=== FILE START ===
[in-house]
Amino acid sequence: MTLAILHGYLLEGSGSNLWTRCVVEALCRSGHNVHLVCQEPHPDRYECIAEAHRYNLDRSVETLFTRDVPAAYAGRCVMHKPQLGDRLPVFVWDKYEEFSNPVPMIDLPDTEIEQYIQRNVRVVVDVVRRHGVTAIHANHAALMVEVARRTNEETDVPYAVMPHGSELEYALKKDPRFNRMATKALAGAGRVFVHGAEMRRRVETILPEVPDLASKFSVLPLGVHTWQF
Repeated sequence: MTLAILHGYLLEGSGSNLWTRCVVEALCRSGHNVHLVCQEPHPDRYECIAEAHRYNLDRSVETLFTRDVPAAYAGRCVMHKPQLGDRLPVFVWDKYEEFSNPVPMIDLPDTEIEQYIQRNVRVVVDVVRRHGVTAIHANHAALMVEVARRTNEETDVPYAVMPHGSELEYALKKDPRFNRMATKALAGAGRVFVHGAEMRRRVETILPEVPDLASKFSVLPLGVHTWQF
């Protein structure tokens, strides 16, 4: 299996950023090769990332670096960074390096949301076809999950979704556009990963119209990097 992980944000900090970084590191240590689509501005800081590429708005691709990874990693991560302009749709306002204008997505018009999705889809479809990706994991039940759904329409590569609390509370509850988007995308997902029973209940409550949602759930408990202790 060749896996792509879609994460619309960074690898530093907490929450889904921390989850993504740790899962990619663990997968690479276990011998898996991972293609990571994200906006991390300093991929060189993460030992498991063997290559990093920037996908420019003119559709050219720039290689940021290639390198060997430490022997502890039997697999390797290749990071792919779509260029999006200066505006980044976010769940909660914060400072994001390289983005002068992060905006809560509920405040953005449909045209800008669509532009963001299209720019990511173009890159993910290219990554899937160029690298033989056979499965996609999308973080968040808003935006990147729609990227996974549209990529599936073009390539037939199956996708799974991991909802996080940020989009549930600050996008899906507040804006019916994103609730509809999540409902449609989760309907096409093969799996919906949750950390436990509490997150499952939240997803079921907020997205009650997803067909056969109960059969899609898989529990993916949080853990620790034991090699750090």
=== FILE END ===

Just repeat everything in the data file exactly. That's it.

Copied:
[in-house]
Amino acid sequence: MTLAILHGYLLEGSGSNLWTRCVVEALCRSGHNVHLVCQEPHPDRYECIAEAHRYNLDRSVETLFTRDVPAAYAGRCVMHKPQLGDRLPVFVWDKYEEFSNPVPMIDLPDTEIEQYIQRNVRVVVDVVRRHGVTAIHANHAALMVEVARRTNEETDVPYAVMPHGSELEYALKKDPRFNRMATKALAGAGRVFVHGAEMRRRVETILPEVPDLASKFSVLPLGVHTWQF
Repeated sequence: MTLAILHGYLLEGSGSNLWTRCVVEALCRSGHNVHLVCQEPHPDRYECIAEAHRYNLDRSVETLFTRDVPAAYAGRCVMHKPQLGDRLPVFVWDKYEEFSNPVPMIDLPDTEIEQYIQRNVRVVVDVVRRHGVTAIHANHAALMVEVARRTNEETDVPYAVMPHGSELEYALKKDPRFNRMATKALAGAGRVFVHGAEMRRRVETILPEVPDLASKFSVLPLGVHTWQF
């Protein structure tokens, strides 16, 4: 299996950023090769990332670096960074390096949301076809999950979704556009990963119209990097 992980944000900090970084590191240590689509501005800081590429708005691709990874990693991560302009749709306002204008997505018009999705889809479809990706994991039940759904329409590569609390509370509850988007995308997902029973209940409550949602759930408990202790 060749896996792509879609994460619309960074690898530093907490929450889904921390989850993504740790899962990619663990997968690479276990011998898996991972293609990571994200906006991390300093991929060189993460030992498991063997290559990093920037996908420019003119559709050219720039290689940021290639390198060997430490022997502890039997697999390797290749990071792919779509260029999006200066505006980044976010769940909660914060400072994001390289983005002068992060905006809560509920405040953005449909045209800008669509532009963001299209720019990511173009890159993910290219990554899937160029690298033989056979499965996609999308973080968040808003935006990147729609990227996974549209990529599936073009390539037939199956996708799974991991909802996080940020989009549930600050996008899906507040804006019916994103609730509809999540409902449609989760309907096409093969799996919906949750950390436990509490997150499952939240997803079921907020997205009650997803067909056969109960059969899609898989529990993916949080853990620790034991090699750090």